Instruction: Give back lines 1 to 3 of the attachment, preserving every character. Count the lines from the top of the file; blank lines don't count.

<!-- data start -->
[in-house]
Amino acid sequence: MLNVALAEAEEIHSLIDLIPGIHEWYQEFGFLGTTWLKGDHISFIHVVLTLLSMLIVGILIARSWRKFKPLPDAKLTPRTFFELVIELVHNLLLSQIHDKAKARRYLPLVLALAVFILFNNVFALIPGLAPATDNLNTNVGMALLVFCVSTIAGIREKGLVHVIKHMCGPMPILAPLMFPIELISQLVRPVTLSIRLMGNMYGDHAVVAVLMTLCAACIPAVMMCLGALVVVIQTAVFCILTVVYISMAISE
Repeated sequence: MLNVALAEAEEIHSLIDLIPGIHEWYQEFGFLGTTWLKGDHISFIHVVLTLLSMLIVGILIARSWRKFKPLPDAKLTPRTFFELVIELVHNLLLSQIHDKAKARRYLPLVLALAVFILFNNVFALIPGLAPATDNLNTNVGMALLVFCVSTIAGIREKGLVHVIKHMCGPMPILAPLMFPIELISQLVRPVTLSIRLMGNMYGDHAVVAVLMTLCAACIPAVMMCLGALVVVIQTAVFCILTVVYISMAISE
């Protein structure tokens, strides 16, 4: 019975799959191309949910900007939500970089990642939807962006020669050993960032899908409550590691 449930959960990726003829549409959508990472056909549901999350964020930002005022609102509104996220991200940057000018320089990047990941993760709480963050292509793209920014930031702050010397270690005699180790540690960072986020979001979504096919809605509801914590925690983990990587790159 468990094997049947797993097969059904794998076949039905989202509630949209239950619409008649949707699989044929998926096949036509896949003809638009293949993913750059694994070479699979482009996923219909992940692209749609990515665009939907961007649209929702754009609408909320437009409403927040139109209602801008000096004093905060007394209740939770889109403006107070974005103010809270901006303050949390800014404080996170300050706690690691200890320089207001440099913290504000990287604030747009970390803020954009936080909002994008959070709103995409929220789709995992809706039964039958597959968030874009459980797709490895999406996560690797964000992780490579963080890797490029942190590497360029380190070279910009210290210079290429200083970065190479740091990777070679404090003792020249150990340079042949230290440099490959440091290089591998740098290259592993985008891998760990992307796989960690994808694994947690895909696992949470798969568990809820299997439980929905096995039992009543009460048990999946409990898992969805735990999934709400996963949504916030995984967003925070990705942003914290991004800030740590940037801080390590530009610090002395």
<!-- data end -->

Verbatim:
[in-house]
Amino acid sequence: MLNVALAEAEEIHSLIDLIPGIHEWYQEFGFLGTTWLKGDHISFIHVVLTLLSMLIVGILIARSWRKFKPLPDAKLTPRTFFELVIELVHNLLLSQIHDKAKARRYLPLVLALAVFILFNNVFALIPGLAPATDNLNTNVGMALLVFCVSTIAGIREKGLVHVIKHMCGPMPILAPLMFPIELISQLVRPVTLSIRLMGNMYGDHAVVAVLMTLCAACIPAVMMCLGALVVVIQTAVFCILTVVYISMAISE
Repeated sequence: MLNVALAEAEEIHSLIDLIPGIHEWYQEFGFLGTTWLKGDHISFIHVVLTLLSMLIVGILIARSWRKFKPLPDAKLTPRTFFELVIELVHNLLLSQIHDKAKARRYLPLVLALAVFILFNNVFALIPGLAPATDNLNTNVGMALLVFCVSTIAGIREKGLVHVIKHMCGPMPILAPLMFPIELISQLVRPVTLSIRLMGNMYGDHAVVAVLMTLCAACIPAVMMCLGALVVVIQTAVFCILTVVYISMAISE